According to the plaintiffs’ lead U.S. lawyer Steven Donziger, “If you repeat a lie 1,000 times, it becomes the truth.” Donziger has now embarked on an attempt to cash-in on his biggest lie — a fraudulently obtained $18 billion judgment against Chevron Corporation in Ecuador.
Donziger and the plaintiffs approached multiple U.S. law firms to represent them. But several firms either withdrew from the case or refused to participate after having reviewed evidence of Donziger’s and the plaintiffs’ fraud and misconduct. Recently, Donziger and the plaintiffs obtained the services of the Canadian law firm of Lenczner Slaght to try to enforce the fraudulently obtained Ecuadorian judgment in Canada, where Chevron Corporation itself does not do business.
Two recent news articles attributed statements to Alan Lenczner that are part of the plaintiffs’ extensive misinformation campaign about the case. Plaintiffs routinely claim, without any proof despite almost 10 years of environmental sampling, that the water in the area around the oil operations in Ecuador is contaminated and that local residents have suffered health impacts. Those claims were, according to recent news articles, repeated by Mr. Lenczner:
“The pits are unlined, Lenczner says, meaning chemicals from the oil can seep into groundwater. They also overflow into surface streams.”
“Kids are drinking this water. It’s on their fields and in their crops.”- Toronto Star, 5/31/12
“There are very, very high rates of cancer and other malformation, because they’ve been drinking the water, they’ve been swimming in some of this stuff, they do their washing in the rivers which have got oil in them, they drink the stuff. So they’ve had every kind of imaginable ailment, mainly high rates of cancer.”- Epoch Times, 6/6/12
None of these claims about water contamination from oil impacts or health impacts is true.
The claims of widespread drinking water and groundwater contamination from unlined pits have long been disproven. Chevron sampled around the perimeters of the pits found at the oil field sites, and sampled every accessible drinking water source in the area around the sites. Dr. William Bellamy, a member of EPA’s Board of Scientific Counselors for Drinking Water, evaluated the sampling results for Chevron — 7,000 analytical results from more than 250 drinking water samples — and found that “there has not been, and it is highly unlikely that there will be future contamination of drinking water sources resulting from Texaco Petroleum’s (TexPet) activities in the former concession area.” Dr. Charles Newell, a leading groundwater scientist and author of the textbook Groundwater Contamination: Transport and Remediation, examined the samples for Chevron and concluded that “there is no evidence of groundwater contamination caused by TexPet operations in the former Concession area.”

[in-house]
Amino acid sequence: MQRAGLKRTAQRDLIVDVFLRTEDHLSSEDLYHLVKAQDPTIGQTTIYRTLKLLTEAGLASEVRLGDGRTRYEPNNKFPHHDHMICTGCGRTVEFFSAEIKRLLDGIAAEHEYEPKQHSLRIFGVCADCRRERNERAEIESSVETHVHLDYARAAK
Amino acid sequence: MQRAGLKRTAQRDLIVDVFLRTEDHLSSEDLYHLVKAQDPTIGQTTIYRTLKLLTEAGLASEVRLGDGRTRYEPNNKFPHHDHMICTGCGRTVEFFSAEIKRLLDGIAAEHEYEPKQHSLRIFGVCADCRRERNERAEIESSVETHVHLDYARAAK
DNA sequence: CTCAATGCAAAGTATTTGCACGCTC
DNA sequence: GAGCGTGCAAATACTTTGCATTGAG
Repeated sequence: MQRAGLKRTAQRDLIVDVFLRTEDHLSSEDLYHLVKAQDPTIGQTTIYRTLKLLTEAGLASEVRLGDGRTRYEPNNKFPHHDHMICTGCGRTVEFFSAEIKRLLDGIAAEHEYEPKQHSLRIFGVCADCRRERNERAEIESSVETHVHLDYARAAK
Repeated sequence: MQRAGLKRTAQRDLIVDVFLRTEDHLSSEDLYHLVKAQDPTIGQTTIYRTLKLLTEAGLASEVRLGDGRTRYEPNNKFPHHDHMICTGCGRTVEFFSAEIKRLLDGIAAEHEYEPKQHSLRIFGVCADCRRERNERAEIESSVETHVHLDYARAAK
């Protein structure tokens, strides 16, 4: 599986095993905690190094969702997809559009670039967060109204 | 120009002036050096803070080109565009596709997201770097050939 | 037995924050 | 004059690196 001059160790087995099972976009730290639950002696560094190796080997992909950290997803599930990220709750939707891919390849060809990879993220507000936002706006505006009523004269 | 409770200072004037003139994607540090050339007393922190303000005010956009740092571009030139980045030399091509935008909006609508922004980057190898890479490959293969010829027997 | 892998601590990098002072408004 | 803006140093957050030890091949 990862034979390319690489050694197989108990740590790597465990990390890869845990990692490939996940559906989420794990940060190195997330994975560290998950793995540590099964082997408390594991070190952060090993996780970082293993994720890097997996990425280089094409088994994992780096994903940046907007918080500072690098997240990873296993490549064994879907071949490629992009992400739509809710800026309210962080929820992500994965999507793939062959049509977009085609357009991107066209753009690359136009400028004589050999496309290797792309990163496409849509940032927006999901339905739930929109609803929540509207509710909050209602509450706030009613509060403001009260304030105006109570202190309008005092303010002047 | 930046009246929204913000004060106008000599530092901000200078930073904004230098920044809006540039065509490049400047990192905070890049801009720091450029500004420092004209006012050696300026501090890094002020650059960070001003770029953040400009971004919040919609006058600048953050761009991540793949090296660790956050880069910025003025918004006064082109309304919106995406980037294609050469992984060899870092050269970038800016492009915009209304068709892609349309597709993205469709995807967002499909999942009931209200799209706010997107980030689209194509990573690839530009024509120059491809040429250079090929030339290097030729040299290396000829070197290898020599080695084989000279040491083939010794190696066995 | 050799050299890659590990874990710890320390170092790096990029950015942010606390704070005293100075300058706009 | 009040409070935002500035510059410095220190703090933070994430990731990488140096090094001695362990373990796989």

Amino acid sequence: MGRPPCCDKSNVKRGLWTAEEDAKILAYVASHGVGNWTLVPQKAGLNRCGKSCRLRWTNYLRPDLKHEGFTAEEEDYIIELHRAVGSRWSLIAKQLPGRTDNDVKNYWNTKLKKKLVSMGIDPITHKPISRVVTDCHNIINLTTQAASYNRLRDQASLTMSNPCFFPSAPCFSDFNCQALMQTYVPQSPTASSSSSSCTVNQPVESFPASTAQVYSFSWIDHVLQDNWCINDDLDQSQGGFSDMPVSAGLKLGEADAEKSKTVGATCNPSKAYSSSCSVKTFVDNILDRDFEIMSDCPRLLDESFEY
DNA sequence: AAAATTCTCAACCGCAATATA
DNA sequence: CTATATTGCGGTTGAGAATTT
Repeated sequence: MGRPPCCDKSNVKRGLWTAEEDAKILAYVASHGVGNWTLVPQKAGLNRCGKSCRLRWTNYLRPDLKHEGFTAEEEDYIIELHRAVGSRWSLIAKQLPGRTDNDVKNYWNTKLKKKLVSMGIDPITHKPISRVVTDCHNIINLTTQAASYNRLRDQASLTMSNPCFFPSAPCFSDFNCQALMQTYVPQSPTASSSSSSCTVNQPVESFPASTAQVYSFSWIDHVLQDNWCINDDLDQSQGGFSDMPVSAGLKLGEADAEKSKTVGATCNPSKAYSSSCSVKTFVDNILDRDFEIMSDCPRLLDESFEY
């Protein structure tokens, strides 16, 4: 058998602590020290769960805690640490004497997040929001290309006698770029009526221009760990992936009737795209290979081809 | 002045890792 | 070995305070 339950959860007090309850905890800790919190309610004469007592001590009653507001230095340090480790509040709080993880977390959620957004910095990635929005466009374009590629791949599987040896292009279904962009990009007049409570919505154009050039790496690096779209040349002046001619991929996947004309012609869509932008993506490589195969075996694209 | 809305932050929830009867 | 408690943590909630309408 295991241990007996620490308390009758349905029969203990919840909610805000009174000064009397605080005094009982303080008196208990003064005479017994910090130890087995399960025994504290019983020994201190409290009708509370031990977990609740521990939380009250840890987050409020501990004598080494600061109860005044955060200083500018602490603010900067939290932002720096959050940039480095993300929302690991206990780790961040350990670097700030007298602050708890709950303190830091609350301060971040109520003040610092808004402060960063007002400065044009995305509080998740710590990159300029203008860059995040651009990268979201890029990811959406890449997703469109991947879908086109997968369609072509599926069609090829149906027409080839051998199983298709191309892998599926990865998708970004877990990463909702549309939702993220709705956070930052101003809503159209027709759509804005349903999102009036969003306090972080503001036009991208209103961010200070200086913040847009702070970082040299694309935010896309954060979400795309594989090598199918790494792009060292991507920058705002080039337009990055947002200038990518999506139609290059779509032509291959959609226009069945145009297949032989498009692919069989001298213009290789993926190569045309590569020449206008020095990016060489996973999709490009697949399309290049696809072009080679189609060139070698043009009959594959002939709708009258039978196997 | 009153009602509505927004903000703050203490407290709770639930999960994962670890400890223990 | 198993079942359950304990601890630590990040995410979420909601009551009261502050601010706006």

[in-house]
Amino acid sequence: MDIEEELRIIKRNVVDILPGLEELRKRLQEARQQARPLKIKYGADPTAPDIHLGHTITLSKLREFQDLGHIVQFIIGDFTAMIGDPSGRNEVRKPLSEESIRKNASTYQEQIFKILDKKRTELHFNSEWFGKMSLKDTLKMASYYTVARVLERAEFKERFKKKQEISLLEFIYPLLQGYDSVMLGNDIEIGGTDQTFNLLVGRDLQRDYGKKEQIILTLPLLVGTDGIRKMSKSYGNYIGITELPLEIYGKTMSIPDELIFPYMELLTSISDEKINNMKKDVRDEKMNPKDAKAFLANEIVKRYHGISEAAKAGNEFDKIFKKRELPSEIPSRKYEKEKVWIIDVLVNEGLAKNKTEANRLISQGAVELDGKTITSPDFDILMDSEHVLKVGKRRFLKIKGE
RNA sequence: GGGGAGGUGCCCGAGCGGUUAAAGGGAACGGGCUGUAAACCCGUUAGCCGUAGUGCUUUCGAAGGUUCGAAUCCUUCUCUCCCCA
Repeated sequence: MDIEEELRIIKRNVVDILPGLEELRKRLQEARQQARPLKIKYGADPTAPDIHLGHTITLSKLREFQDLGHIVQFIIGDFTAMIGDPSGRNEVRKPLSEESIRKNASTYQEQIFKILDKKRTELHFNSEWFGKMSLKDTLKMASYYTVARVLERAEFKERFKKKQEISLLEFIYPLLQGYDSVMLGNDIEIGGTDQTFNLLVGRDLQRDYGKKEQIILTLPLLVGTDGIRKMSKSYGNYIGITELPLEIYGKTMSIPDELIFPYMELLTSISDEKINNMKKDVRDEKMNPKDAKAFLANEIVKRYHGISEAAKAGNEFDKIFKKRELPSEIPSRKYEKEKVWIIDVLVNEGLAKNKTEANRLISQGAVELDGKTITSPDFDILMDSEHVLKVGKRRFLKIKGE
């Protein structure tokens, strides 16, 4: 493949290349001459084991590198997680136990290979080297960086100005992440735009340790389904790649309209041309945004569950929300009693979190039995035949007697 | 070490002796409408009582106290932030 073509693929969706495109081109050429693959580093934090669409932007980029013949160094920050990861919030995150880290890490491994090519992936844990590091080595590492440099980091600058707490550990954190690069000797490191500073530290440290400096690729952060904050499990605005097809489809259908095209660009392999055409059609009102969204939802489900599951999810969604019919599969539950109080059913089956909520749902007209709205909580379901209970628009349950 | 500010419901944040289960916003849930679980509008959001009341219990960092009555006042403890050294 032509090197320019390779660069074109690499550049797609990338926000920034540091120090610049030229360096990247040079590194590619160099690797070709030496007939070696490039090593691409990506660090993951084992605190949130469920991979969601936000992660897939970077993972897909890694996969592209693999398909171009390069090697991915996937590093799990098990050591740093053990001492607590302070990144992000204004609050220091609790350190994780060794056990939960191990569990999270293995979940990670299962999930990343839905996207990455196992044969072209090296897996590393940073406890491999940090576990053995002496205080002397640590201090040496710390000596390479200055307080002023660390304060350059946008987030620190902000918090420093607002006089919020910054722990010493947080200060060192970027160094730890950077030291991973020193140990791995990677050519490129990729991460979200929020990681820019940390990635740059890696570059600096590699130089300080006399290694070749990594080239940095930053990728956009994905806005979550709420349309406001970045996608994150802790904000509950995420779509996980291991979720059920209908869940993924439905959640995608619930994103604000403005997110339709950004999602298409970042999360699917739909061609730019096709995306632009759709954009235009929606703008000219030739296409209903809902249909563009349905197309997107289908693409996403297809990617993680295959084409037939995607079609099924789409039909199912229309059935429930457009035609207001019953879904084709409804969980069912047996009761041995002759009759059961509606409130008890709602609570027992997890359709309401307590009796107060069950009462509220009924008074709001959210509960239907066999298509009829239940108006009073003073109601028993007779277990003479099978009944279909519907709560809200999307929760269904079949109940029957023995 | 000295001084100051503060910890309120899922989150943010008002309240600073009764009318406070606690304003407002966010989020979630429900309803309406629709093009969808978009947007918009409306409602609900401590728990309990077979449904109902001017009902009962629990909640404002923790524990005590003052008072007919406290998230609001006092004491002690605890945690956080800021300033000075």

The plaintiffs’ own scientists and consultants agree. David Russell, the consultant that headed the plaintiffs’ scientific team, told the plaintiffs’ lawyers in 2006 “[t]o date, I have seen no data which would indicate that there is any significant surface or groundwater contamination caused by petroleum sources in Ecuador.” And just last year, Ann Maest, one of the plaintiffs’ scientific experts, testified under oath that she was not aware of any scientific data “indicating that drinking water wells have been impacted in any way by TexPet’s operations.” Donziger’s response to being told by the plaintiffs’ experts that there was no evidence to support the claims of contamination migrating in groundwater was to instruct the experts to just “extrapolate” sampling results from oil field pits to other areas, because “this is all for the Court just a bunch of smoke and mirrors and bullshit.”
The claim of “very, very high rates of cancer” in the area around the oil operations also has been thoroughly examined and debunked. Dr. Thomas McHugh, a health risk assessment expert, evaluated more than 2,200 environmental samples taken during the litigation using USEPA standard risk assessment methodologies for Chevron, and found no unsafe levels of hydrocarbons or other metals in the water, soil or sediment to which residents could be exposed. In other words, there was no evidence that residents in the area were coming into contact with any petroleum-related chemicals that put them at any risk. Drs. Michael Kelsh and Libby Morimoto, experts for Chevron, also evaluated Ecuador’s official statistical data on cancer mortality in a 2008 peer-reviewed study in the International Archives of Occupational and Environmental Health, and found that there was no increased rates of cancer in the region, and more generally, no evidence linking residence near oil operations to cancer.
The overwhelming scientific evidence in the Ecuador court record demonstrates that the claims of contaminated drinking water and elevated cancer rates are false, and that the plaintiffs’ U.S. and Ecuadorian lawyers know they are false. Indeed, it is precisely because the sampling evidence was disproving their claims that the plaintiffs’ lawyers turned to fraud, pressuring scientific experts to “find contamination” where none existed, submitting fraudulent expert reports to the Ecuadorian court, ghostwriting the Ecuadorian court expert’s supposedly “neutral” and “independent” report, and then ghostwriting the ultimate judgment itself.